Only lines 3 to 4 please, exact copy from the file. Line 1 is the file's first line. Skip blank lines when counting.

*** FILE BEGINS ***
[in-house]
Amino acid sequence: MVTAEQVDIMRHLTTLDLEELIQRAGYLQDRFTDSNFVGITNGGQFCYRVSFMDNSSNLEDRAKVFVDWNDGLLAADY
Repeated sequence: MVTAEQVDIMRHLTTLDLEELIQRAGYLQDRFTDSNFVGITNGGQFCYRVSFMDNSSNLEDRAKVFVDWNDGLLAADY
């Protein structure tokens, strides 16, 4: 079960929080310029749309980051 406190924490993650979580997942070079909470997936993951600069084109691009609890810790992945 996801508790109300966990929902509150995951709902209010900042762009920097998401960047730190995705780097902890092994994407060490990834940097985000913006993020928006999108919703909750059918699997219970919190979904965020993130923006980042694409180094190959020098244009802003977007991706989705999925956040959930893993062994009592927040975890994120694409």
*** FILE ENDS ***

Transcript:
Repeated sequence: MVTAEQVDIMRHLTTLDLEELIQRAGYLQDRFTDSNFVGITNGGQFCYRVSFMDNSSNLEDRAKVFVDWNDGLLAADY
């Protein structure tokens, strides 16, 4: 079960929080310029749309980051 406190924490993650979580997942070079909470997936993951600069084109691009609890810790992945 996801508790109300966990929902509150995951709902209010900042762009920097998401960047730190995705780097902890092994994407060490990834940097985000913006993020928006999108919703909750059918699997219970919190979904965020993130923006980042694409180094190959020098244009802003977007991706989705999925956040959930893993062994009592927040975890994120694409």